MTSU’s Todd Art Gallery will celebrate the life and work of the late Professor Emeritus David G. LeDoux with a special weeklong exhibit focusing on his prolific talent and helping to raise funds for student art scholarships.
“David LeDoux: A Life in Paint” opens Monday, May 23, at 8:30 a.m. and continues through Friday, May 27, at 4:30 p.m. An opening reception is set May 23 from 5 to 7 p.m.
The free public exhibit is on display during the Todd Gallery’s regular hours: 8:30 a.m. to 4:30 p.m.Monday through Friday.
LeDoux, a native Louisianan, taught at MTSU from 1956 until 1994, retiring to continue what would become a 60-plus-year career in abstract painting at his home studio in Woodbury, Tennessee. He died in May 2010 at age 83 with an exhibition record reaching from galleries in New York and Indiana to South Carolina and Texas.
His work is included in collections around the country, including The Tennessee Arts Commission Collection, the Louisiana Arts Commission Galleries, The Ohio State University Collection and the Hunter Museum of American Art in nearby Chattanooga.
“David spent 38 years teaching art, and it was such a huge part of his life,” said his wife, Pat LeDoux. “He wanted his work to be seen and believed in the importance of education.
“He wanted to give back by donating some of his paintings to the MTSU Department of Art for scholarships to benefit current students, which is why we created the David LeDoux Department of Art Scholarship.”
The LeDouxes moved to Cannon County in 1987, and David LeDoux continued working on what had become a four-series body of work: his “Black Period” from 1985 to 1990; “Red Period,” 1990-95; the “Violet Period” from 1995 to 2000; and his concluding “Blue Period,” which began in 2000 and ended in 2004. He chose to work in periods of color as a way to fully develop his understanding of a color and the experience it offered the viewer of each piece.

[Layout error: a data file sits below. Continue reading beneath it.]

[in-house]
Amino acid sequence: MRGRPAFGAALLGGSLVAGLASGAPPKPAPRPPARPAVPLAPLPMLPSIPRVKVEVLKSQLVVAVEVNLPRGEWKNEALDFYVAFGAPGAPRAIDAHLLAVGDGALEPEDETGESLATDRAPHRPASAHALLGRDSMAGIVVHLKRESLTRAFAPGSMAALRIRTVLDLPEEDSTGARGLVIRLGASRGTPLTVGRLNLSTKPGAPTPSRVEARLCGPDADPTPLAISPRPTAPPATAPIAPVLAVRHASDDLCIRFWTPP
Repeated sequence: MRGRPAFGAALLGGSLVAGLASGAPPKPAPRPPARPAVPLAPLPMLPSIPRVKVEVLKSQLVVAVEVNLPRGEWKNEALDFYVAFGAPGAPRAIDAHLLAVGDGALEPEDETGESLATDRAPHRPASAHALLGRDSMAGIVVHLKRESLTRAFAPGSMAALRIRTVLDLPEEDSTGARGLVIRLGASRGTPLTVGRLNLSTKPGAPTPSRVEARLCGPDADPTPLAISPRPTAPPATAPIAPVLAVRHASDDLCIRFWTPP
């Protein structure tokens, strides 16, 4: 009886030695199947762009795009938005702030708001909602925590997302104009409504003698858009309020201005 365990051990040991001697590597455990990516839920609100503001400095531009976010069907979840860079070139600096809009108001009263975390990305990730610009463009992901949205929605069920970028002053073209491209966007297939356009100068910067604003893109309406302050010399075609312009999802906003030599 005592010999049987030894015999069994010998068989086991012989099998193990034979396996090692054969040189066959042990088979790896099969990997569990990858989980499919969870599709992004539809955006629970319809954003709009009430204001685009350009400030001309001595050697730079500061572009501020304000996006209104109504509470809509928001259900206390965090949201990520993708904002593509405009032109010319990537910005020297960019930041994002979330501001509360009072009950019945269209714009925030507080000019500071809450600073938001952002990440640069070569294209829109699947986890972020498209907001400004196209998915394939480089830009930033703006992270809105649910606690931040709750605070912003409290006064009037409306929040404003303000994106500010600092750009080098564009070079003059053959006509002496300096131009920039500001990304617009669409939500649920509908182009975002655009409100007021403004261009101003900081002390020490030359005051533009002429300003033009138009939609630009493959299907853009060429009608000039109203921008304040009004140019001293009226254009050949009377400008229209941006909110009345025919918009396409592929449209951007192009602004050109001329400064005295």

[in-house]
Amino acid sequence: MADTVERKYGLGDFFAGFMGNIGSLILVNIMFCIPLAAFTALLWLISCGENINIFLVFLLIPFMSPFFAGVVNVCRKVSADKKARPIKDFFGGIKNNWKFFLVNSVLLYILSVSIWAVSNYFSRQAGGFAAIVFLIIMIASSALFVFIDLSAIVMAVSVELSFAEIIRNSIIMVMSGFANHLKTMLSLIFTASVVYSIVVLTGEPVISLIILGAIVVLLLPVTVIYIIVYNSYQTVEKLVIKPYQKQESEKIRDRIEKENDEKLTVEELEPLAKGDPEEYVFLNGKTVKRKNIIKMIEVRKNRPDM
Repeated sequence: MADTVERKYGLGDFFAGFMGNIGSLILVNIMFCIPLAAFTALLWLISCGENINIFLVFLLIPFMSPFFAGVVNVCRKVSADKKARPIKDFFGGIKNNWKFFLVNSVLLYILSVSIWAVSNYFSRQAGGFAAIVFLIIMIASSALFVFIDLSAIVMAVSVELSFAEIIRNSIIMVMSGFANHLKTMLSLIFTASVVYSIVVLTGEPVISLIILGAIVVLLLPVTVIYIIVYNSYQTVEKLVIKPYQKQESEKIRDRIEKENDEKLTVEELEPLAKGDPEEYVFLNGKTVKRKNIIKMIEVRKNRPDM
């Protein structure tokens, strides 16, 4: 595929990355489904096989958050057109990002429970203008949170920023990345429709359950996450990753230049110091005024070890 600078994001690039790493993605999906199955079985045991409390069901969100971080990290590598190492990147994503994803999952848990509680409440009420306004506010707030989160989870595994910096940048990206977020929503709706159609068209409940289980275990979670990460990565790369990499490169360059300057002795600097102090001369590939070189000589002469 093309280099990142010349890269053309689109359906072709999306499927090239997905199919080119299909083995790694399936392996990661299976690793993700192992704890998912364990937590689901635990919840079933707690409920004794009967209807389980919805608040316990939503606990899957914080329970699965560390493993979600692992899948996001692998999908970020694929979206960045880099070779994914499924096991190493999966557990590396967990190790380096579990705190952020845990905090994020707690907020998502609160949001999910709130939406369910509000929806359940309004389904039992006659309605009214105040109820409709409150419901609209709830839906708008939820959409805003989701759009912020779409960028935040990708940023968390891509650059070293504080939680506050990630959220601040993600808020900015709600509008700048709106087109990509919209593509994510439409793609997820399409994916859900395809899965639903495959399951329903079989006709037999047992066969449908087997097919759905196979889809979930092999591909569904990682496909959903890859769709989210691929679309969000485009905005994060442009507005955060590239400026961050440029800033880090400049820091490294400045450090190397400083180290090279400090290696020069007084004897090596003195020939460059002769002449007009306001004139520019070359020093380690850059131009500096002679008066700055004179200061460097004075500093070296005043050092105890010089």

Over his six decades of artistry, LeDoux created hundreds of modern abstract paintings, some oil or acrylic on canvas and others oil on paper. Included in the May 23-27 exhibit is an assortment of work the couple donated to the university before the professor’s death, along with some of Pat LeDoux’s favorites — a LeDoux self-portrait, one from his Blue Period, and 10 paper paintings — to round out the concluding years of his life’s work.
“I am in search of images that are new and fresh, not familiar or shopworn,” LeDoux said in a commentary preserved at his website. “A viewer following suit must be ready to deal with ‘the new’ as well. To me, making art has been and continues to be a journey, one involving mystery and discovery.
“The process is improvisational, trusting my knowledge of how a painting is made, of structure, of color, of evocative shapes, etc. At a certain point, the work offers something based on the ‘moves’ I have so far made. I try to capitalize on that and go further. Then when the work wants to ‘close,’ I try to either help or get out of the way or both. At the end, a little refinement, but not too much.
“In later years, I have thought a lot about how the painting is painted and about the ineffability of the human experience. Even in the smallest things.”
A special portion of the May 23 reception and exhibit will be one of LeDoux’s final interviews, taped by former student E. K. Waller. Installation work by this year’s recipient of the David LeDoux Scholarship, Keisha Lambert, also will be featured alongside the main exhibit.
“David was a man of great talent and a strong supporter of the department and his students. This exhibit is a way for all to celebrate his life,” said professor Jean Nagy, former chair of the Department of Art.